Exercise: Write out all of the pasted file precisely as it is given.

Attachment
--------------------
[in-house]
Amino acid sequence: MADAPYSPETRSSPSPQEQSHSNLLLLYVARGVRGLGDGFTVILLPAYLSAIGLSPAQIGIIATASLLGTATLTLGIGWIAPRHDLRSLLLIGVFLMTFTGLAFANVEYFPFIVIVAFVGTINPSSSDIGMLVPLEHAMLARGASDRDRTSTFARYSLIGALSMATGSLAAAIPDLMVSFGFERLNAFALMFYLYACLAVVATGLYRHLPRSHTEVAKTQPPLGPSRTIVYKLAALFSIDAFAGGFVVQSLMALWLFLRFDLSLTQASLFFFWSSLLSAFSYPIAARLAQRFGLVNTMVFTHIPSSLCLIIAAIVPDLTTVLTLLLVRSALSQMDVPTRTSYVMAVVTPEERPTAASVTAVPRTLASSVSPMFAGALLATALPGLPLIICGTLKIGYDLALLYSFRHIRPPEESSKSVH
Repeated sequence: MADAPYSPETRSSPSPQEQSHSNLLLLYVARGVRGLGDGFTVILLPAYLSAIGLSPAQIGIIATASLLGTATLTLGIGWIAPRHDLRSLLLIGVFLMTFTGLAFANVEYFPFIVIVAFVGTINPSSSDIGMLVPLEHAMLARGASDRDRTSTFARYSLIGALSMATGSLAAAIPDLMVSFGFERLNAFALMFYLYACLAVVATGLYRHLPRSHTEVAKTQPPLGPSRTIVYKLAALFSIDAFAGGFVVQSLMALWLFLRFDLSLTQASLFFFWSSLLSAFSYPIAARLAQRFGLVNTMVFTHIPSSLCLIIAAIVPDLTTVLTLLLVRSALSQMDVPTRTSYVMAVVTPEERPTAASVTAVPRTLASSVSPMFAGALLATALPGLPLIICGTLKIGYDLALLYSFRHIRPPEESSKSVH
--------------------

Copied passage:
[in-house]
Amino acid sequence: MADAPYSPETRSSPSPQEQSHSNLLLLYVARGVRGLGDGFTVILLPAYLSAIGLSPAQIGIIATASLLGTATLTLGIGWIAPRHDLRSLLLIGVFLMTFTGLAFANVEYFPFIVIVAFVGTINPSSSDIGMLVPLEHAMLARGASDRDRTSTFARYSLIGALSMATGSLAAAIPDLMVSFGFERLNAFALMFYLYACLAVVATGLYRHLPRSHTEVAKTQPPLGPSRTIVYKLAALFSIDAFAGGFVVQSLMALWLFLRFDLSLTQASLFFFWSSLLSAFSYPIAARLAQRFGLVNTMVFTHIPSSLCLIIAAIVPDLTTVLTLLLVRSALSQMDVPTRTSYVMAVVTPEERPTAASVTAVPRTLASSVSPMFAGALLATALPGLPLIICGTLKIGYDLALLYSFRHIRPPEESSKSVH
Repeated sequence: MADAPYSPETRSSPSPQEQSHSNLLLLYVARGVRGLGDGFTVILLPAYLSAIGLSPAQIGIIATASLLGTATLTLGIGWIAPRHDLRSLLLIGVFLMTFTGLAFANVEYFPFIVIVAFVGTINPSSSDIGMLVPLEHAMLARGASDRDRTSTFARYSLIGALSMATGSLAAAIPDLMVSFGFERLNAFALMFYLYACLAVVATGLYRHLPRSHTEVAKTQPPLGPSRTIVYKLAALFSIDAFAGGFVVQSLMALWLFLRFDLSLTQASLFFFWSSLLSAFSYPIAARLAQRFGLVNTMVFTHIPSSLCLIIAAIVPDLTTVLTLLLVRSALSQMDVPTRTSYVMAVVTPEERPTAASVTAVPRTLASSVSPMFAGALLATALPGLPLIICGTLKIGYDLALLYSFRHIRPPEESSKSVH